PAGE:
Inner Arcadia

Claudia Luther was acting editor in the Book Review

When I bought my home in a quiet Westside neighborhood several years ago, I chose it in good part because of its back garden. The garden had been nurtured by its previous owner to a mature green lushness of tall fern trees and giant sago palms, with a nice bed of roses and a few hydrangea bushes. This was much more garden than I have ever had before; I have been trying to live up to it ever since.

Early on, I hired a landscape architect to rearrange the foliage a bit. One sunny morning, he sat on my patio, slowly surveyed my backyard and asked a dumbfounding question: "What's the theme here?"

Theme? My mind raced through the possibilities. Foliage? Photosynthesis? Green? I figured out later that he was referring to the colors of the flowers I had recently planted. Purchased in newfound garden-shop enthusiasm, the red, pink and orange blooms seemed to him to clash. I have since tried to match my colors better.

But his observation and my many hours of gardening since have made me realize that the one color I like best in my garden is plain old green, the kind that looks as if it needs gallons of precious water to manifest, however unwise that is in a city built on a desert.

This thirst for green comes, I think, from nostalgia for my home state of Illinois. I don't miss the bleak subzero winters that rob the trees of leaves and seem to last most of the year. But, in the truncated season I refer to as "spring-summer-fall," the landscape in northeastern Illinois is so effortlessly beautiful and lush that it is as touching and melancholy as a gorgeous sunset you know is about to fade.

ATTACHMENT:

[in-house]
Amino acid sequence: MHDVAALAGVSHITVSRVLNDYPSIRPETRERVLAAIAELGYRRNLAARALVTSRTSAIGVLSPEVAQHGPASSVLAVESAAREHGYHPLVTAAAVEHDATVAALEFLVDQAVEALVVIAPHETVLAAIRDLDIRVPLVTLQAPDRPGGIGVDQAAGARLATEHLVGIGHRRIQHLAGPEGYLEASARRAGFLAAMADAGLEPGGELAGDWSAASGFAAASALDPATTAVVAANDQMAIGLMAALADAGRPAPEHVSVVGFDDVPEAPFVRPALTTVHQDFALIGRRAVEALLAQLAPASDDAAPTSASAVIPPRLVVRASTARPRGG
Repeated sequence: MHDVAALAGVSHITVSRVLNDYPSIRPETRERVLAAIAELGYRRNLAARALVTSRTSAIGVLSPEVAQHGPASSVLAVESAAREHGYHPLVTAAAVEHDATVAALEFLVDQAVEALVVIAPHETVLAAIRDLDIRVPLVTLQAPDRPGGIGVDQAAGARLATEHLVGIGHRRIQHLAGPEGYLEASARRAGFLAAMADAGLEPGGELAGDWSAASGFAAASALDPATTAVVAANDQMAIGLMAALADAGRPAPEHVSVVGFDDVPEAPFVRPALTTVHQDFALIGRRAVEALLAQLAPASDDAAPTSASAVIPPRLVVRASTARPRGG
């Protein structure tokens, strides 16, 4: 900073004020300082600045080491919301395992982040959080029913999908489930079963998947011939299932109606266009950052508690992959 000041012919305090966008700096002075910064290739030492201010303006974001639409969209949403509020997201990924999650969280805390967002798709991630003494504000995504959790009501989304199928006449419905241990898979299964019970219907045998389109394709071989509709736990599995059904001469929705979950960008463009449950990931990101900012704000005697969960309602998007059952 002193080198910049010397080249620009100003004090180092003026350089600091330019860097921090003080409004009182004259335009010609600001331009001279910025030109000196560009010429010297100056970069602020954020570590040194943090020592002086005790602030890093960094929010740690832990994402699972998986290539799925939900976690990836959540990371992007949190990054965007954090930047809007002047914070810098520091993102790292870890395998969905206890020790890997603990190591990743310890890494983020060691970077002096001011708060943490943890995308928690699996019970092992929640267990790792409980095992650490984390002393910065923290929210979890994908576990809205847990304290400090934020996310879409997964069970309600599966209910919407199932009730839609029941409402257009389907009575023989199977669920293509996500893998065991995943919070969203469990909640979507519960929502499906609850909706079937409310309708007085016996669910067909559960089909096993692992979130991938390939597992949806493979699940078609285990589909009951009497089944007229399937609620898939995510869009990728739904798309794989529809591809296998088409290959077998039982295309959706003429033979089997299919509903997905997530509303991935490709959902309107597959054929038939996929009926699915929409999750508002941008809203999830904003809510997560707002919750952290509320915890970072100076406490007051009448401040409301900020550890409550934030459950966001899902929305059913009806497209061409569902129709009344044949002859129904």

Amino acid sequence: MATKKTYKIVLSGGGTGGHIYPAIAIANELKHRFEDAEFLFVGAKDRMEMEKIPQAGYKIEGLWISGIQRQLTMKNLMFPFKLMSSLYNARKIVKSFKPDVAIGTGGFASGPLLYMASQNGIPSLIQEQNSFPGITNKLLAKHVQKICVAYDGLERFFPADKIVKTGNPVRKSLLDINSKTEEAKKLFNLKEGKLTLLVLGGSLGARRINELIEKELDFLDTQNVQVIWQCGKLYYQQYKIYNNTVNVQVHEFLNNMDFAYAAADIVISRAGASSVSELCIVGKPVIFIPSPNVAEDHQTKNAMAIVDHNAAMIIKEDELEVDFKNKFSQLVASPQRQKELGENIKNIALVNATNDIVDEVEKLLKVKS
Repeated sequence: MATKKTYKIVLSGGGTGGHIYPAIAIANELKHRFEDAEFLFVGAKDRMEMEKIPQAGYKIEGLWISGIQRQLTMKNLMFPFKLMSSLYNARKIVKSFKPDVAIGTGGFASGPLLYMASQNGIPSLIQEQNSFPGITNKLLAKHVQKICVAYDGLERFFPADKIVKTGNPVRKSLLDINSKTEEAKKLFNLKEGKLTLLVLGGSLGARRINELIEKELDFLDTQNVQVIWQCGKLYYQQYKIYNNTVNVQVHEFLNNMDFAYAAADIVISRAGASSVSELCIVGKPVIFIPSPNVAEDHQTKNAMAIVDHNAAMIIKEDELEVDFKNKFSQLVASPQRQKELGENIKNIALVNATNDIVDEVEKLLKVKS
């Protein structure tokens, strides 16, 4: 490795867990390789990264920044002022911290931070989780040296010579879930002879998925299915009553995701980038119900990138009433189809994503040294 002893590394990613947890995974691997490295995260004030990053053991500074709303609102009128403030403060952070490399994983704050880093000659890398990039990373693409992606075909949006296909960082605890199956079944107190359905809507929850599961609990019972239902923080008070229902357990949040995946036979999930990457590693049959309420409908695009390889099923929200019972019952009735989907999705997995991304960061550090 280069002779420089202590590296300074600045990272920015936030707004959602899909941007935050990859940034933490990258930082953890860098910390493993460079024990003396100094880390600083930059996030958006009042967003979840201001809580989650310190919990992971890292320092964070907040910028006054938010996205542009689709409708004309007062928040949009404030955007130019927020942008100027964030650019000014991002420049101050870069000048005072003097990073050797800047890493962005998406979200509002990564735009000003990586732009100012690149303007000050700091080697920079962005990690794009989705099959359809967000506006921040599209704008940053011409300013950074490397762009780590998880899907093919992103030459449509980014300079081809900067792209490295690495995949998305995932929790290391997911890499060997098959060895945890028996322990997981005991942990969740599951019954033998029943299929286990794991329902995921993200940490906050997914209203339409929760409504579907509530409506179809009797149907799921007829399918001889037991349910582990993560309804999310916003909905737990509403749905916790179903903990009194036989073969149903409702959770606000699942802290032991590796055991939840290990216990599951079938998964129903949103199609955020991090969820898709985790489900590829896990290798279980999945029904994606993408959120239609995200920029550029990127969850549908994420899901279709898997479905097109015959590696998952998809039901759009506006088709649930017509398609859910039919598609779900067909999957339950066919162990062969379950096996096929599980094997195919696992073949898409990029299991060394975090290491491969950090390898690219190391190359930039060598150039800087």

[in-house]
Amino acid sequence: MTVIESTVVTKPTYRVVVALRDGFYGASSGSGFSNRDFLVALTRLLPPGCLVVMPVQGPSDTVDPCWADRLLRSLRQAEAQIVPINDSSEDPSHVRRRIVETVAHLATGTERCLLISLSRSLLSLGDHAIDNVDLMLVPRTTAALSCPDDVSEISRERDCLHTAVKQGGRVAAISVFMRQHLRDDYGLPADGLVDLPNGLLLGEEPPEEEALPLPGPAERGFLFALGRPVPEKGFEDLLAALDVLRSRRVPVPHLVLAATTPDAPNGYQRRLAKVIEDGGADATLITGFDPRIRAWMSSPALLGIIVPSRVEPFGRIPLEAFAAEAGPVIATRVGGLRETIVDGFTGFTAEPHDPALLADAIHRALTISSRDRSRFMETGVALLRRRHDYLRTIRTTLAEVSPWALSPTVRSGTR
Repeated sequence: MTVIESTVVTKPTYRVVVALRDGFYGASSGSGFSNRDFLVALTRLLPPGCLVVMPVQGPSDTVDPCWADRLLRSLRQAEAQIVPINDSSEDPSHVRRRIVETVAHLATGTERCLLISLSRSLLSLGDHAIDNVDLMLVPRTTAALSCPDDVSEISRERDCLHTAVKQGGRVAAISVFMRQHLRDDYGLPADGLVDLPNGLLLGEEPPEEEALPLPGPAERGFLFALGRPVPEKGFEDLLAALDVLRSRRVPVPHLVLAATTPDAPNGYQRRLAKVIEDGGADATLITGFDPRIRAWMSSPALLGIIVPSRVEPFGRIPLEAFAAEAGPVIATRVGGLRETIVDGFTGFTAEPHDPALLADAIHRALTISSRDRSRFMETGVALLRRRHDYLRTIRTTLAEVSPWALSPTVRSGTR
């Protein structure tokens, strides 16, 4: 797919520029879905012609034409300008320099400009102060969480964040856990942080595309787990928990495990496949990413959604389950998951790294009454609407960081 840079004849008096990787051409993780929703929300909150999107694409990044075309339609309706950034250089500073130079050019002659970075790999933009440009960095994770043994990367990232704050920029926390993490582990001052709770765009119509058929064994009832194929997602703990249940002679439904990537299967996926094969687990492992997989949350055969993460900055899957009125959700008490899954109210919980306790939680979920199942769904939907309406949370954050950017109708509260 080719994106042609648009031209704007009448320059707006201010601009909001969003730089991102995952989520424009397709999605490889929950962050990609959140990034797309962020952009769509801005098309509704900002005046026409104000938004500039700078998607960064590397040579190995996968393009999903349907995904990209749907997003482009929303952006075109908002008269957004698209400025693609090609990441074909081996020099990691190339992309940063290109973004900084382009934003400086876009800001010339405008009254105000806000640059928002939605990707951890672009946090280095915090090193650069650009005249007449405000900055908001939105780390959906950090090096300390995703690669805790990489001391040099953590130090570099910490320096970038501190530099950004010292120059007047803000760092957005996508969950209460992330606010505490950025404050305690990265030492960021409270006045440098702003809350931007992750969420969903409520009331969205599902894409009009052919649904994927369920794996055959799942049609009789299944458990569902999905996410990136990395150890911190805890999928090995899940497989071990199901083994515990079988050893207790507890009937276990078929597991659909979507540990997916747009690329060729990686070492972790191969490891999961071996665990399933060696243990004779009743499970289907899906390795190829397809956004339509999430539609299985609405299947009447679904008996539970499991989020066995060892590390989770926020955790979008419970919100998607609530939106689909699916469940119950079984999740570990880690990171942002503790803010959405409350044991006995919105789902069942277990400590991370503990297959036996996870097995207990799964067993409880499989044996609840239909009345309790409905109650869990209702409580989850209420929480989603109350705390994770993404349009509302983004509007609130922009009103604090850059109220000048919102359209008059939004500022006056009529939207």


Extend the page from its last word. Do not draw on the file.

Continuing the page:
I love Los Angeles, but I can never get over how the greenery here seems so forced. It must be tended and watered and generally spoiled or it will show you who's boss by shriveling up and dying in no time flat. In the non-urban Midwest, by contrast, there is a generosity and freedom about the shady trees and overgrown plants and sloping lawns and open meadows that are there for the visual feasting whenever you drive to work or to the grocery store. You don't need a gardener--or even a garden--to have lovely greenery in your everyday life. Here, we must work hard to have the same effect.

In my search for green, I sometimes drift through garden books. Although I should be focusing on how-to books because I need all the advice I can get, I prefer "fantasy" gardening books that show me picture after picture of woodsy grounds and tamed forests on the Eastern Seaboard, England, France or wherever. These are gardens I could never in my lifetime create.

I want from these books the things I can't have in L.A.: lush landscapes with huge bushes of pale lilacs, secret patches of wild hepaticas and green, green, green stands of trees overarching abundantly above my head. I guess what I really want is a dreamy version of the little forest I played in as a child, the one I mythologize now, the one where I walked alone in early spring and discovered delicate white violets and tiny oak saplings poking out from fallen wet leaves.

Meanwhile, my real garden in L.A. awaits--automatic-sprinkled, mowed-and-blowed weekly and otherwise lackadaisically tended by its current owner. It's not the cool barky woods of my childhood. Still, it's lovely, really. And now it's even color-coordinated.


Holiday 1996 / BOOK CITY


By Stephen Lacey

(Henry N. Abrams: $45, 319 pp.)


European Gardens From

Renaissance to Rococo

By May Woods

(Aurum: $39.95, 224 pp.)


Designing, Creating, Nurturing

By Jacqueline Heriteau

(Stewart, Tabori & Chang: $50,

240 pp.)


A Tribute to

Victorian Women Illustrators

By Jack Kramer

(Stewart, Tabori & Chang: $35,

224 pp.)

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